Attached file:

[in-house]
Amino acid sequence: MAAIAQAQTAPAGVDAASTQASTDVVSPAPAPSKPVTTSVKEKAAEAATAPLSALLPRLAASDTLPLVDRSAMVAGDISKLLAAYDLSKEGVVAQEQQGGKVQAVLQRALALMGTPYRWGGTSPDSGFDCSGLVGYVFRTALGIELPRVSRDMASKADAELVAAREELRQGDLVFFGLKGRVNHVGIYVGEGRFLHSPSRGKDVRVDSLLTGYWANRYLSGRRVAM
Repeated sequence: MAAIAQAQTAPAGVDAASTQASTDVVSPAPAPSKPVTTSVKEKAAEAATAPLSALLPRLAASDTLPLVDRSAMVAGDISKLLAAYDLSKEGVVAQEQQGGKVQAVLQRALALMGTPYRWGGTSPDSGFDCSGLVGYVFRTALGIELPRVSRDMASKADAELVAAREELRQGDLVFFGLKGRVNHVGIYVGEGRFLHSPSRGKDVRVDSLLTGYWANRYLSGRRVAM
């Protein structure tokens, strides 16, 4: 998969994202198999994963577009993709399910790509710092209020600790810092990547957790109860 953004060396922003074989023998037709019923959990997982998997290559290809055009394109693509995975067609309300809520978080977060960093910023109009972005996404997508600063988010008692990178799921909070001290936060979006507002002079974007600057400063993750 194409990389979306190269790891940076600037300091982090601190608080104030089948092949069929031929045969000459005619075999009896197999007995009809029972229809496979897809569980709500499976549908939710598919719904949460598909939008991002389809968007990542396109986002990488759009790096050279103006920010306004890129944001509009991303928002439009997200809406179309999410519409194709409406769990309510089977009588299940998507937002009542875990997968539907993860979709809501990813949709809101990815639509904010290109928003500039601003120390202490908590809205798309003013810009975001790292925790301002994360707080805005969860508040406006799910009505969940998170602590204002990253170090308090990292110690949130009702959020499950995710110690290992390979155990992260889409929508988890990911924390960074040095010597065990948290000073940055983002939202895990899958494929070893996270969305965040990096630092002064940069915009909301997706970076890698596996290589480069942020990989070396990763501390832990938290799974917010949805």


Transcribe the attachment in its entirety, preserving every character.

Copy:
[in-house]
Amino acid sequence: MAAIAQAQTAPAGVDAASTQASTDVVSPAPAPSKPVTTSVKEKAAEAATAPLSALLPRLAASDTLPLVDRSAMVAGDISKLLAAYDLSKEGVVAQEQQGGKVQAVLQRALALMGTPYRWGGTSPDSGFDCSGLVGYVFRTALGIELPRVSRDMASKADAELVAAREELRQGDLVFFGLKGRVNHVGIYVGEGRFLHSPSRGKDVRVDSLLTGYWANRYLSGRRVAM
Repeated sequence: MAAIAQAQTAPAGVDAASTQASTDVVSPAPAPSKPVTTSVKEKAAEAATAPLSALLPRLAASDTLPLVDRSAMVAGDISKLLAAYDLSKEGVVAQEQQGGKVQAVLQRALALMGTPYRWGGTSPDSGFDCSGLVGYVFRTALGIELPRVSRDMASKADAELVAAREELRQGDLVFFGLKGRVNHVGIYVGEGRFLHSPSRGKDVRVDSLLTGYWANRYLSGRRVAM
């Protein structure tokens, strides 16, 4: 998969994202198999994963577009993709399910790509710092209020600790810092990547957790109860 953004060396922003074989023998037709019923959990997982998997290559290809055009394109693509995975067609309300809520978080977060960093910023109009972005996404997508600063988010008692990178799921909070001290936060979006507002002079974007600057400063993750 194409990389979306190269790891940076600037300091982090601190608080104030089948092949069929031929045969000459005619075999009896197999007995009809029972229809496979897809569980709500499976549908939710598919719904949460598909939008991002389809968007990542396109986002990488759009790096050279103006920010306004890129944001509009991303928002439009997200809406179309999410519409194709409406769990309510089977009588299940998507937002009542875990997968539907993860979709809501990813949709809101990815639509904010290109928003500039601003120390202490908590809205798309003013810009975001790292925790301002994360707080805005969860508040406006799910009505969940998170602590204002990253170090308090990292110690949130009702959020499950995710110690290992390979155990992260889409929508988890990911924390960074040095010597065990948290000073940055983002939202895990899958494929070893996270969305965040990096630092002064940069915009909301997706970076890698596996290589480069942020990989070396990763501390832990938290799974917010949805």